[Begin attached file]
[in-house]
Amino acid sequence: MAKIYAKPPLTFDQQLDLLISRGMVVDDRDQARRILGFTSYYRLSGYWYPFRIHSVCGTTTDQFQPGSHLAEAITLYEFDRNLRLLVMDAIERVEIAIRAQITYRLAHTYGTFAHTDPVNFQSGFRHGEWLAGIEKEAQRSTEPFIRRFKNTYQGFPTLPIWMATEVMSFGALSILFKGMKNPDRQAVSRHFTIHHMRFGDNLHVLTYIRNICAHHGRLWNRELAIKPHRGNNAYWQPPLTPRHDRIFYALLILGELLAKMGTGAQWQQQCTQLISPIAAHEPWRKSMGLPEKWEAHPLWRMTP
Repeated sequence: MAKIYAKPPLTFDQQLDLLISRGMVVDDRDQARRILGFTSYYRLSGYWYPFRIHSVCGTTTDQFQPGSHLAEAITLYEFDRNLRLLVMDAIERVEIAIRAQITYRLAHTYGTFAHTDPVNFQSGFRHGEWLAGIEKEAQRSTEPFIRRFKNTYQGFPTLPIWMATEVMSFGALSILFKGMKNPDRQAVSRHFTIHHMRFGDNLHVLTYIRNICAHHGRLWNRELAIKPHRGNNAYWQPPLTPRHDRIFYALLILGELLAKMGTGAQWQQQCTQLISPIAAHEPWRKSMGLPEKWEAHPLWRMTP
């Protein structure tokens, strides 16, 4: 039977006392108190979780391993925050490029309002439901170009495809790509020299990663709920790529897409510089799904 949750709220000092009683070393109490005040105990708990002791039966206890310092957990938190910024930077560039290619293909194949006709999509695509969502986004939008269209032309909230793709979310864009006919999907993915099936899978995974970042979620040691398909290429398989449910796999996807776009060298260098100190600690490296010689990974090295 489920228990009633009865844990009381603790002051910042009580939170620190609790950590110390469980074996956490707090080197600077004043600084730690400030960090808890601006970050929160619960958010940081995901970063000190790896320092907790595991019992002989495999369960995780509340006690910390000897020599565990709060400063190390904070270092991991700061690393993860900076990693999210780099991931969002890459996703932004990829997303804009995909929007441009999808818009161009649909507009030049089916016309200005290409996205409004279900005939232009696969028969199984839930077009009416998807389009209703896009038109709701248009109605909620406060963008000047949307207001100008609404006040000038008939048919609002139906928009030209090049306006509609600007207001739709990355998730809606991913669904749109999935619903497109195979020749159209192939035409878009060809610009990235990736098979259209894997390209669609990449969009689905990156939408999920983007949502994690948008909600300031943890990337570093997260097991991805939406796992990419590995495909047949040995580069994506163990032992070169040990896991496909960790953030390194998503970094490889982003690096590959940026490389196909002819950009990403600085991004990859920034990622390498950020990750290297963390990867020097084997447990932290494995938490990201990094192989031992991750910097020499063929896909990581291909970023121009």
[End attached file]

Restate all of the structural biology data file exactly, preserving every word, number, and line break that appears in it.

[in-house]
Amino acid sequence: MAKIYAKPPLTFDQQLDLLISRGMVVDDRDQARRILGFTSYYRLSGYWYPFRIHSVCGTTTDQFQPGSHLAEAITLYEFDRNLRLLVMDAIERVEIAIRAQITYRLAHTYGTFAHTDPVNFQSGFRHGEWLAGIEKEAQRSTEPFIRRFKNTYQGFPTLPIWMATEVMSFGALSILFKGMKNPDRQAVSRHFTIHHMRFGDNLHVLTYIRNICAHHGRLWNRELAIKPHRGNNAYWQPPLTPRHDRIFYALLILGELLAKMGTGAQWQQQCTQLISPIAAHEPWRKSMGLPEKWEAHPLWRMTP
Repeated sequence: MAKIYAKPPLTFDQQLDLLISRGMVVDDRDQARRILGFTSYYRLSGYWYPFRIHSVCGTTTDQFQPGSHLAEAITLYEFDRNLRLLVMDAIERVEIAIRAQITYRLAHTYGTFAHTDPVNFQSGFRHGEWLAGIEKEAQRSTEPFIRRFKNTYQGFPTLPIWMATEVMSFGALSILFKGMKNPDRQAVSRHFTIHHMRFGDNLHVLTYIRNICAHHGRLWNRELAIKPHRGNNAYWQPPLTPRHDRIFYALLILGELLAKMGTGAQWQQQCTQLISPIAAHEPWRKSMGLPEKWEAHPLWRMTP
């Protein structure tokens, strides 16, 4: 039977006392108190979780391993925050490029309002439901170009495809790509020299990663709920790529897409510089799904 949750709220000092009683070393109490005040105990708990002791039966206890310092957990938190910024930077560039290619293909194949006709999509695509969502986004939008269209032309909230793709979310864009006919999907993915099936899978995974970042979620040691398909290429398989449910796999996807776009060298260098100190600690490296010689990974090295 489920228990009633009865844990009381603790002051910042009580939170620190609790950590110390469980074996956490707090080197600077004043600084730690400030960090808890601006970050929160619960958010940081995901970063000190790896320092907790595991019992002989495999369960995780509340006690910390000897020599565990709060400063190390904070270092991991700061690393993860900076990693999210780099991931969002890459996703932004990829997303804009995909929007441009999808818009161009649909507009030049089916016309200005290409996205409004279900005939232009696969028969199984839930077009009416998807389009209703896009038109709701248009109605909620406060963008000047949307207001100008609404006040000038008939048919609002139906928009030209090049306006509609600007207001739709990355998730809606991913669904749109999935619903497109195979020749159209192939035409878009060809610009990235990736098979259209894997390209669609990449969009689905990156939408999920983007949502994690948008909600300031943890990337570093997260097991991805939406796992990419590995495909047949040995580069994506163990032992070169040990896991496909960790953030390194998503970094490889982003690096590959940026490389196909002819950009990403600085991004990859920034990622390498950020990750290297963390990867020097084997447990932290494995938490990201990094192989031992991750910097020499063929896909990581291909970023121009």